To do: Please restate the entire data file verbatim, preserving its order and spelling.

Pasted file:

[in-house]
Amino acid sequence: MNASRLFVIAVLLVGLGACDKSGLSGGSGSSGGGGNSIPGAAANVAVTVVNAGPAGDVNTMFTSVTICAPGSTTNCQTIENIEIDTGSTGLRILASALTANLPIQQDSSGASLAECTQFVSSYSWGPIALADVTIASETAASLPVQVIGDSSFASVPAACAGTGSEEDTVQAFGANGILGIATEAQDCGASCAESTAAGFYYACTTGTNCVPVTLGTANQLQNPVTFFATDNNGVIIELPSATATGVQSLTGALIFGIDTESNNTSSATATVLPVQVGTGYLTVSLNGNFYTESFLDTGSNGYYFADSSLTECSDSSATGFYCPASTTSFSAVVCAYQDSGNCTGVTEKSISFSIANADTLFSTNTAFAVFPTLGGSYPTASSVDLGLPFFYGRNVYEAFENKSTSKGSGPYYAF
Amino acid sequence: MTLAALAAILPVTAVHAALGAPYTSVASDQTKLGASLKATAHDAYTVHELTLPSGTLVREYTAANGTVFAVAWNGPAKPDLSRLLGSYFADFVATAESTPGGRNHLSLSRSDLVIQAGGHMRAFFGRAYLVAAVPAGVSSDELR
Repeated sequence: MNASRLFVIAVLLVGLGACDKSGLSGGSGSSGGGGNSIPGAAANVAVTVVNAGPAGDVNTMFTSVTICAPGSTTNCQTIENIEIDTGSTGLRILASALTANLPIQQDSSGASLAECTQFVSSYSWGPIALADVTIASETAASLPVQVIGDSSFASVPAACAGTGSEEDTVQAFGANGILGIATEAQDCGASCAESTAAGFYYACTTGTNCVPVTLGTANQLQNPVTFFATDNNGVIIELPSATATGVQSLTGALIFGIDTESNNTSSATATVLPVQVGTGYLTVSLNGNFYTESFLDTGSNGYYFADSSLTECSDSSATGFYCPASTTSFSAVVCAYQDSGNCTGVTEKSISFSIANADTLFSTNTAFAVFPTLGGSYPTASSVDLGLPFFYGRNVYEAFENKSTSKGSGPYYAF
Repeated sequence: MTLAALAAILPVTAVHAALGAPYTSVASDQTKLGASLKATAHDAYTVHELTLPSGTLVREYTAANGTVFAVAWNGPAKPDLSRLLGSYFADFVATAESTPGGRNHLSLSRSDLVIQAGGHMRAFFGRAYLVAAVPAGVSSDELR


[in-house]
Amino acid sequence: MNASRLFVIAVLLVGLGACDKSGLSGGSGSSGGGGNSIPGAAANVAVTVVNAGPAGDVNTMFTSVTICAPGSTTNCQTIENIEIDTGSTGLRILASALTANLPIQQDSSGASLAECTQFVSSYSWGPIALADVTIASETAASLPVQVIGDSSFASVPAACAGTGSEEDTVQAFGANGILGIATEAQDCGASCAESTAAGFYYACTTGTNCVPVTLGTANQLQNPVTFFATDNNGVIIELPSATATGVQSLTGALIFGIDTESNNTSSATATVLPVQVGTGYLTVSLNGNFYTESFLDTGSNGYYFADSSLTECSDSSATGFYCPASTTSFSAVVCAYQDSGNCTGVTEKSISFSIANADTLFSTNTAFAVFPTLGGSYPTASSVDLGLPFFYGRNVYEAFENKSTSKGSGPYYAF
Amino acid sequence: MTLAALAAILPVTAVHAALGAPYTSVASDQTKLGASLKATAHDAYTVHELTLPSGTLVREYTAANGTVFAVAWNGPAKPDLSRLLGSYFADFVATAESTPGGRNHLSLSRSDLVIQAGGHMRAFFGRAYLVAAVPAGVSSDELR
Repeated sequence: MNASRLFVIAVLLVGLGACDKSGLSGGSGSSGGGGNSIPGAAANVAVTVVNAGPAGDVNTMFTSVTICAPGSTTNCQTIENIEIDTGSTGLRILASALTANLPIQQDSSGASLAECTQFVSSYSWGPIALADVTIASETAASLPVQVIGDSSFASVPAACAGTGSEEDTVQAFGANGILGIATEAQDCGASCAESTAAGFYYACTTGTNCVPVTLGTANQLQNPVTFFATDNNGVIIELPSATATGVQSLTGALIFGIDTESNNTSSATATVLPVQVGTGYLTVSLNGNFYTESFLDTGSNGYYFADSSLTECSDSSATGFYCPASTTSFSAVVCAYQDSGNCTGVTEKSISFSIANADTLFSTNTAFAVFPTLGGSYPTASSVDLGLPFFYGRNVYEAFENKSTSKGSGPYYAF
Repeated sequence: MTLAALAAILPVTAVHAALGAPYTSVASDQTKLGASLKATAHDAYTVHELTLPSGTLVREYTAANGTVFAVAWNGPAKPDLSRLLGSYFADFVATAESTPGGRNHLSLSRSDLVIQAGGHMRAFFGRAYLVAAVPAGVSSDELR